Did the FBI just re-elect Donald Trump?; read the review

THE NEW YORK TIMES – Why Donald Trump is it so powerful? How did he manage to dominate one of the two main parties of the United States and if elected president? Is it his hair? His waist? No, they are his narratives. Trump tells powerful stories that ring true for tens of millions of Americans.

The main one is that the United States is being ruined by corrupt elites. According to this narrative, there is an interconnected network of highly educated Americans who make up what Trumpists have come to call the Regime: Washington power actors, liberal media, large corporations, elite universities.

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These people are corrupt, condescending and immoral and are only looking out for themselves. They are after Trump because Trump is the person standing up to them. They’re not just after Trump; they are there to get you.

File image shows boxes being removed from the White House ahead of Trump's departure from the presidency
File image shows boxes being removed from the White House ahead of Trump’s departure from the presidency Photograph: Erin Scott/FilePhoto

This narrative has a kernel of truth. The highly educated metropolitan elites became a kind of self-contained Brahmin class. But Trumpist propaganda turns what is an unfortunate social chasm into a poisonous conspiracy theory. It simply assumes, against much evidence, that society’s major institutions are inherently corrupt, malevolent and partisan and are acting in bad faith.

The theory simply assumes that the proof of people’s virtue is that they are being attacked by the Regime. Trump’s political career was kept afloat by elite contempt. The more elites despise him, the more Republicans love him. The key criterion for leadership in the Republican party today is having the right enemies.

In this situation, the FBI There’s a lot we don’t know about the search in Mar-a-Lago. But we know how the Republican Party reacted. The right side of my Twitter feed was ecstatic. Look! We are really persecuted! Essays began to appear with titles like “The regime wants its revenge.” Ron DeSantis tweeted: “The Mar-a-Lago attack” is another escalation in the arming of federal agencies against the regime’s political opponents. As always, the tone was apocalyptic. “This is the worst attack on this Republic in modern history,” exclaimed the presenter of the Fox NewsMark Levin.

The Trump investigation was seen purely as a heinous scheme by the Regime. At least for now, the search has rocked the Republican political landscape. Several weeks ago, about half of Republican voters were ready to leave Trump, according to a poll by the New York Times/Siena College. This week, the entire group seemed to support him.

Republican strategists advising potential Trump opponents in the primaries had reason to be dismayed. “It gave him a lifeline,” one such strategist told Politico. “Unbelievable… It put everyone in Trump’s boat again. It took the wind out of everyone’s sails.”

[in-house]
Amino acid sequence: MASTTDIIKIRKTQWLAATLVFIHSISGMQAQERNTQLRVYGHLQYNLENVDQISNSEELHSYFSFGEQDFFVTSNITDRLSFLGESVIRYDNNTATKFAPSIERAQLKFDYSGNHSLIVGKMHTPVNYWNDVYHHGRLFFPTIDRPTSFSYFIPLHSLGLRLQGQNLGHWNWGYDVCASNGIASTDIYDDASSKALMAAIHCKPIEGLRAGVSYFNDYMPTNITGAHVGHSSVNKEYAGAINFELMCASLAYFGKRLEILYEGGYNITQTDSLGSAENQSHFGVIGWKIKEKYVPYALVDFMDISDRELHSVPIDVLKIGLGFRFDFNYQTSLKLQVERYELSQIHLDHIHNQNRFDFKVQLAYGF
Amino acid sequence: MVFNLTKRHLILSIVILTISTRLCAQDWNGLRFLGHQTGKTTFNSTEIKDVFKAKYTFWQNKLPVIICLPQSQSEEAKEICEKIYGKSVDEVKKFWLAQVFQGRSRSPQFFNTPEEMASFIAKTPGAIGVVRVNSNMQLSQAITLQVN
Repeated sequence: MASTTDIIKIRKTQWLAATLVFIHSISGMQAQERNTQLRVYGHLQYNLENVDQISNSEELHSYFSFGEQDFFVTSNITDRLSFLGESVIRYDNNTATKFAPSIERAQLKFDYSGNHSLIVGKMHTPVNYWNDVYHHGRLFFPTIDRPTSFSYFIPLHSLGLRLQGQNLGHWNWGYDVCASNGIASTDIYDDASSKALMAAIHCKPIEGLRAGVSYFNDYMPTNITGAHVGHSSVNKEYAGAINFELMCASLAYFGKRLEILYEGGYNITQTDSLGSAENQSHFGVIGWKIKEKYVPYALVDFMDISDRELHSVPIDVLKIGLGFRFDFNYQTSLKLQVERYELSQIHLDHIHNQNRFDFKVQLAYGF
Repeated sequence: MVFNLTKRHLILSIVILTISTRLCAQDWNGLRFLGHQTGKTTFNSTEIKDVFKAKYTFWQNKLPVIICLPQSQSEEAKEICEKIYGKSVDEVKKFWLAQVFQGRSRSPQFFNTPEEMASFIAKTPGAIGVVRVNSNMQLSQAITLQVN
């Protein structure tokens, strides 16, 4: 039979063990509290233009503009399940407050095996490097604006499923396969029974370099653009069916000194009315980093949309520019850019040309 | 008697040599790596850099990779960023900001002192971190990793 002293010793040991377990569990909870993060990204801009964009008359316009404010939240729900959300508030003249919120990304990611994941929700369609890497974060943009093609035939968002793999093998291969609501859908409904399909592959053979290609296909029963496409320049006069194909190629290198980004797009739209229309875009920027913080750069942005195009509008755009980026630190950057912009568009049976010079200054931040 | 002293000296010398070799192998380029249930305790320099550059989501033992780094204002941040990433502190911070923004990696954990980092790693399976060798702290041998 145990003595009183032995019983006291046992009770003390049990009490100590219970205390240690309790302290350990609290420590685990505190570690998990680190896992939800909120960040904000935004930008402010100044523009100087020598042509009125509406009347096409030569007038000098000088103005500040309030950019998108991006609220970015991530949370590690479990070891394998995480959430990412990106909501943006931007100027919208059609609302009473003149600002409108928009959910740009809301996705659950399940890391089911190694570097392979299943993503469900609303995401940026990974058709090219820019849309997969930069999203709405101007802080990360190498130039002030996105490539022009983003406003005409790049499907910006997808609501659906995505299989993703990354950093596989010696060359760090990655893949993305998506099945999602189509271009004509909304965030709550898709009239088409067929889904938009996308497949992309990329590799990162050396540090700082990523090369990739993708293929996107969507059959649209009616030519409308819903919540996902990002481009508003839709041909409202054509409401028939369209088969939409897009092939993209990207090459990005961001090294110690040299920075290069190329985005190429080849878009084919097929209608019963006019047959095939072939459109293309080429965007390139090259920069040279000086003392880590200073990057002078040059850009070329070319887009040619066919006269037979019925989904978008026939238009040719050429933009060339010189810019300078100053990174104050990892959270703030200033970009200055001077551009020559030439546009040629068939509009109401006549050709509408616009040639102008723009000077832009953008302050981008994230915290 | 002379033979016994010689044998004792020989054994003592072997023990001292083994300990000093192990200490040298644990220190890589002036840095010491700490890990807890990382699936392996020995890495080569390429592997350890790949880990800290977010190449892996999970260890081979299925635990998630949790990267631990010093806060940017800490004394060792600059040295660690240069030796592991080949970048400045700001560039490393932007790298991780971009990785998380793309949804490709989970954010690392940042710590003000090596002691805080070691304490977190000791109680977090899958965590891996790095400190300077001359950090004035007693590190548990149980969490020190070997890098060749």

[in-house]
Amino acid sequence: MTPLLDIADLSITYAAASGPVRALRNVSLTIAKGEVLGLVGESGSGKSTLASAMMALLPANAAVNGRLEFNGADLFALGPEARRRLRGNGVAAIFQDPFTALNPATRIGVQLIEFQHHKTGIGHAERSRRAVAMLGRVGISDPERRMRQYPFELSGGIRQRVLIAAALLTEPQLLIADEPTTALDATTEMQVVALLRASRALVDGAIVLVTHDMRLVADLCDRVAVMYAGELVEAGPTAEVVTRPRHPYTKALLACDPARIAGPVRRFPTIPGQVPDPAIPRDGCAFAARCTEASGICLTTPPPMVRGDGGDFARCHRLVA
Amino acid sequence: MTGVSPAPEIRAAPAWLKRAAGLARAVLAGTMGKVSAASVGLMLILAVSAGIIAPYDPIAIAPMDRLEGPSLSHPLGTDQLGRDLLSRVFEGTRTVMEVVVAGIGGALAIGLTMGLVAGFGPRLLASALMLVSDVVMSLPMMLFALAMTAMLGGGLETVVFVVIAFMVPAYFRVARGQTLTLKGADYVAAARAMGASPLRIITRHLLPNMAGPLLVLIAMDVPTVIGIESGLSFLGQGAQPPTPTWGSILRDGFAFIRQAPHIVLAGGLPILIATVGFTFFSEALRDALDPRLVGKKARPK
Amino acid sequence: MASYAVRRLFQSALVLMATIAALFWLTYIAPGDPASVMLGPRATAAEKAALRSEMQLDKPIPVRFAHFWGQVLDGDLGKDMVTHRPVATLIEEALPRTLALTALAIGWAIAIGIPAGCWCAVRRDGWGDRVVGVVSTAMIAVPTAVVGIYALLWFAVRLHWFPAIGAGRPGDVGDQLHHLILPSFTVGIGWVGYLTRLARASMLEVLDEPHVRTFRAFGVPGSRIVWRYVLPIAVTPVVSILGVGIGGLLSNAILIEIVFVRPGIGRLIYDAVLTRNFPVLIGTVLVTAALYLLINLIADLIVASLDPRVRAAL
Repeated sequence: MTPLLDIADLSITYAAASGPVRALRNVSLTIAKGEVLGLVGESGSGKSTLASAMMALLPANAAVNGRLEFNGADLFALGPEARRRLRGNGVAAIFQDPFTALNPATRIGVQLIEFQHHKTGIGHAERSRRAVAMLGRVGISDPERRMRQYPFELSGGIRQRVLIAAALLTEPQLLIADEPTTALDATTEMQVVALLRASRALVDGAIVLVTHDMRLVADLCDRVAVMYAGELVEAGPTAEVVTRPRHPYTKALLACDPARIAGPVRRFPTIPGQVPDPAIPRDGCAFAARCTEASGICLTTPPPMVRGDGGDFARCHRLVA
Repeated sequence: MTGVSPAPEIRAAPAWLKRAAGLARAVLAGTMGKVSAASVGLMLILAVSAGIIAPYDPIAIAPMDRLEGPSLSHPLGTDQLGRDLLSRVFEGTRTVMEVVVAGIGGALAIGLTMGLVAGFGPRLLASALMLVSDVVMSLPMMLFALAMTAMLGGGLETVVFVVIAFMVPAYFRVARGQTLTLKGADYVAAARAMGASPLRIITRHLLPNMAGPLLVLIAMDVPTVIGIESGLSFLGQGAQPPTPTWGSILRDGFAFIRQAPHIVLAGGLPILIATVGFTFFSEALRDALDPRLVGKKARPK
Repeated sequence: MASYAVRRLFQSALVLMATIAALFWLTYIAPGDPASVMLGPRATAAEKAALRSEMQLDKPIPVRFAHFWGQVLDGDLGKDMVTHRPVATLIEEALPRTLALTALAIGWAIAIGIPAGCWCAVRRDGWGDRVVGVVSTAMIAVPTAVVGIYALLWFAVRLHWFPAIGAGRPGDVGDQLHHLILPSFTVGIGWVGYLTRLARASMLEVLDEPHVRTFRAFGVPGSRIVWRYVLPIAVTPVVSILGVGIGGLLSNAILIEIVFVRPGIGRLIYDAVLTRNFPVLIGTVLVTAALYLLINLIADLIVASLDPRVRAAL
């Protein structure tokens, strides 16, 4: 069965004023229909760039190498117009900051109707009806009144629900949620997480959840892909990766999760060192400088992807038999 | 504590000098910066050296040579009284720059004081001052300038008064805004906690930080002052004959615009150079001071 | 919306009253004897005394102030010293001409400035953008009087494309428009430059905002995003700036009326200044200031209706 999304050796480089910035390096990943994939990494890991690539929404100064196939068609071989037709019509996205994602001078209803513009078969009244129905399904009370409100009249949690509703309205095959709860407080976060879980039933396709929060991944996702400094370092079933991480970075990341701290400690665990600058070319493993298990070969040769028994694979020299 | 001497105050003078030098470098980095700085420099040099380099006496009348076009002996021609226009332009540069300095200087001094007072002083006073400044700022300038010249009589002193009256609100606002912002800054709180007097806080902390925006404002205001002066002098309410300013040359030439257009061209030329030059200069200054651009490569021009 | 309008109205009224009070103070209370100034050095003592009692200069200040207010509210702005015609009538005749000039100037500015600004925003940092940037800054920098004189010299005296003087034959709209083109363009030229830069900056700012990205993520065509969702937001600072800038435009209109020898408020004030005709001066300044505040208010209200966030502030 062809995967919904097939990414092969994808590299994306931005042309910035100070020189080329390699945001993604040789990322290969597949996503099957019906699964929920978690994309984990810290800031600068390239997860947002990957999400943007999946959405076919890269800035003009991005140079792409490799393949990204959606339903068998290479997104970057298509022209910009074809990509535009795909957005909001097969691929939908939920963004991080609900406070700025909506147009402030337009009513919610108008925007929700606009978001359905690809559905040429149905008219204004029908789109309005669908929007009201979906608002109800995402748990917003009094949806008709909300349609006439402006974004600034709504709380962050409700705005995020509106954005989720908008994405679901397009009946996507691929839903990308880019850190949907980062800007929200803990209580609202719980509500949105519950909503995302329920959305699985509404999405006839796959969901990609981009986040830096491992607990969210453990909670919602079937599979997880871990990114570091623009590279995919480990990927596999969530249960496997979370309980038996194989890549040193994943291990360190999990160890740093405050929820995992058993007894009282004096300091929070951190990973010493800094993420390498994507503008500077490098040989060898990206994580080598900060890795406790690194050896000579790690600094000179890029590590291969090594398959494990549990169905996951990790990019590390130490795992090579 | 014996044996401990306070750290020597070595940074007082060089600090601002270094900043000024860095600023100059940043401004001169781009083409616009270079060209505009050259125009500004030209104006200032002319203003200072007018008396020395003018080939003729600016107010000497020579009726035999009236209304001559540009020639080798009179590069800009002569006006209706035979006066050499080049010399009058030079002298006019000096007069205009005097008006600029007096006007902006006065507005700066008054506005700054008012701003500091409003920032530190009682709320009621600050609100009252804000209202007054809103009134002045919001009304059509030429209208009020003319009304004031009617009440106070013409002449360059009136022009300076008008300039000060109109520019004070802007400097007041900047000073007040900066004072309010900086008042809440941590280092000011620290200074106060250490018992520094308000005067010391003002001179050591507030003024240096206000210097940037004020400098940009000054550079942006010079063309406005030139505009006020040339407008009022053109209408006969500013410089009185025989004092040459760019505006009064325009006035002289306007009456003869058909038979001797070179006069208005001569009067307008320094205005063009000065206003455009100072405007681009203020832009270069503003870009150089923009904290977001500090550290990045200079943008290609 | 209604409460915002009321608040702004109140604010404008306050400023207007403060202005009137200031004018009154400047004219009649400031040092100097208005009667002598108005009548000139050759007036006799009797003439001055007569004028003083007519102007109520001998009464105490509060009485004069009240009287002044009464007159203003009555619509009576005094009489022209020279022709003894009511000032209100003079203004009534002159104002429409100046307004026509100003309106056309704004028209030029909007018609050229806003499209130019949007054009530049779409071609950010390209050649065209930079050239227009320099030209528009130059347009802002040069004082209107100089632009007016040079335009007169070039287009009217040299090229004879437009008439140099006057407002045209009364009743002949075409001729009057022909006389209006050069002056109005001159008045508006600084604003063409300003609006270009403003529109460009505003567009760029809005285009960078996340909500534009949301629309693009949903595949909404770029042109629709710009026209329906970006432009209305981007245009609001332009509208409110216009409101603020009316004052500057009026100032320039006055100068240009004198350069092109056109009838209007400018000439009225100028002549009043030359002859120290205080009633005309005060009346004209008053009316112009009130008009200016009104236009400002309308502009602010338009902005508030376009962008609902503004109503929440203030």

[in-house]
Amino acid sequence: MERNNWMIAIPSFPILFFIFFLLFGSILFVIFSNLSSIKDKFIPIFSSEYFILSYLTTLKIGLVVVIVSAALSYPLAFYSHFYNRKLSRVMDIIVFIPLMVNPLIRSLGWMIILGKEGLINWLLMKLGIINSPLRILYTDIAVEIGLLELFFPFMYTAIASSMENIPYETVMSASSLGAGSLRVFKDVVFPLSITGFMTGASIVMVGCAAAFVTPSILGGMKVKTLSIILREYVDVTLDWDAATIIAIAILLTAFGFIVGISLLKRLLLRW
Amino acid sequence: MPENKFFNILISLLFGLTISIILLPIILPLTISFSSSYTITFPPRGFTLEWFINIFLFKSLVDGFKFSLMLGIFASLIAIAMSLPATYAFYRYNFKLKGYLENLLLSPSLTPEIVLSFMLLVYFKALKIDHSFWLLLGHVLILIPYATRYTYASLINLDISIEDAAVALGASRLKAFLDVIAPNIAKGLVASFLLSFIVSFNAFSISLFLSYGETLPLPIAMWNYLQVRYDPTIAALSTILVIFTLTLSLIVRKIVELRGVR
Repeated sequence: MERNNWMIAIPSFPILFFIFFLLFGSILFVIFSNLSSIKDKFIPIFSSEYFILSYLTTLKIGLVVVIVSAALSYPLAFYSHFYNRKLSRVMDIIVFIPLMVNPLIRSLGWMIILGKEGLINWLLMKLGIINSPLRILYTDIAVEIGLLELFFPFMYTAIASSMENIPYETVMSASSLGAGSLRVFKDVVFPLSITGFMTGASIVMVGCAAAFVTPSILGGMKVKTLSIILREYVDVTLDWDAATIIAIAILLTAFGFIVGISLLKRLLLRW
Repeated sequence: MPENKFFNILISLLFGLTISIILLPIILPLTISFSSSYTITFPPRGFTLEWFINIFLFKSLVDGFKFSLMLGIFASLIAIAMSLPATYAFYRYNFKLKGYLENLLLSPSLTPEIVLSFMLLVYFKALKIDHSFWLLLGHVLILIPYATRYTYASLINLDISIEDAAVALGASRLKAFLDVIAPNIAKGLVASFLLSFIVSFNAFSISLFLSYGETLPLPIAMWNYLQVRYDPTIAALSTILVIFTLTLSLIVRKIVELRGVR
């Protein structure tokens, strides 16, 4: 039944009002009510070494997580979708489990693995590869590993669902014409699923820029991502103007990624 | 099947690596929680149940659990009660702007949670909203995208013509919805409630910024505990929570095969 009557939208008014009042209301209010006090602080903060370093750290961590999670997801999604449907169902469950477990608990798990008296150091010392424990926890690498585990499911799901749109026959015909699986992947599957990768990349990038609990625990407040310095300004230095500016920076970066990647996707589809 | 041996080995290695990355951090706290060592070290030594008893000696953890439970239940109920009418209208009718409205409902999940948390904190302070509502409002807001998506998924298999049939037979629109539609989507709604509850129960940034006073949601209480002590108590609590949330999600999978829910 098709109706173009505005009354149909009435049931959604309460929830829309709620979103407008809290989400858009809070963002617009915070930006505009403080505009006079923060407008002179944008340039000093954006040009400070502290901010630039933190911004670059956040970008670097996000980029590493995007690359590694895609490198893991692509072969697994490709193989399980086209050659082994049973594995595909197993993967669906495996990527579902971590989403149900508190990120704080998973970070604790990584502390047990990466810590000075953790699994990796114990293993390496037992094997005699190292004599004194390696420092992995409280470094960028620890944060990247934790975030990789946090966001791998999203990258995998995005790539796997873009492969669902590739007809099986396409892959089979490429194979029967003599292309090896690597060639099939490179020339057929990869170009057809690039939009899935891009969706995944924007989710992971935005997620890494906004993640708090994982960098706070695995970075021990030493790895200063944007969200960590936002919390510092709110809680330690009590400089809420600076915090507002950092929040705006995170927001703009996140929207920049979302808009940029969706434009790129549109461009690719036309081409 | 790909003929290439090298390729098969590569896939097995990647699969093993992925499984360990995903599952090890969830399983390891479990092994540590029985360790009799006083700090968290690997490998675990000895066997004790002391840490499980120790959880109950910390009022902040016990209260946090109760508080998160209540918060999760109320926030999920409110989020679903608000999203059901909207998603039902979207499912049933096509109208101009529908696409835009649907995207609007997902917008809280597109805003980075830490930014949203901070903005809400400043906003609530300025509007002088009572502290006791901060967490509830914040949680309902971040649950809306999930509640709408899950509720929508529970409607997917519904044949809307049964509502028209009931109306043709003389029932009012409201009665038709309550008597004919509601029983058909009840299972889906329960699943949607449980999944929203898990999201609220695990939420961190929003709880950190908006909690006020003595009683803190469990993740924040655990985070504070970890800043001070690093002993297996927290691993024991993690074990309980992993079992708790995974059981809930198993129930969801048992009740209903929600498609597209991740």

According to a survey by the Trafalgar Group/Convention of States Action83% of likely Republican voters said the FBI made them more motivated to vote in the 2022 election. More than 75% of likely Republican voters believed that Trump’s political enemies were behind the pursuit and not the impartial justice system, as well as 48% of likely general election voters.

In a normal society, when politicians are investigated or accused, it harms them politically. But that no longer applies to the Republican Party. The judicial system may be colliding with the political system in an unprecedented way.

What happens if a prosecutor charges Trump and he is convicted as he is traveling for the GOP nomination or perhaps even the presidency? What happens if the impartial justice system, using its criteria, decides that Trump should go to prison at the very moment the electoral system, using its criteria, decides that he should go to the White House?

I assume that under these circumstances Trump would be arrested and imprisoned. I also assume that we would see widespread political violence from enraged Trump voters who would conclude that the regime stole the country. In my opinion, this is the most likely path to complete democratic collapse.

In theory, Justice is blind, and obviously no person can be above the law. But, as Damon Linker wrote, “this is politics, not a graduate seminar in Kantian ethics.” We live in a specific real-world situation and we all have to take responsibility for the effects of our actions in the real world.

The United States needs to punish those who commit crimes. On the other hand, the United States needs to ensure that Trump does not get another term as president. What do we do if the first makes the second more likely? I have no idea how to get out of this potential conflict between our legal and political realities.

We are experiencing a crisis of legitimacy, during which distrust of established power is so virulent that the actions of elite actors tend to backfire, no matter how well-founded.

My impression is that the FBI had legitimate reasons for doing what they did. My guess is that he will find some damning documents that will do nothing to weaken support for Trump. I am also convinced that, at least for the time being, it has unwittingly improved Trump’s reelection chances. He unwittingly made life more difficult for potential Trump opponents in the Republican primaries and motivated his base.

It feels like we’re heading into some kind of storm and there’s no honorable way to alter our course.

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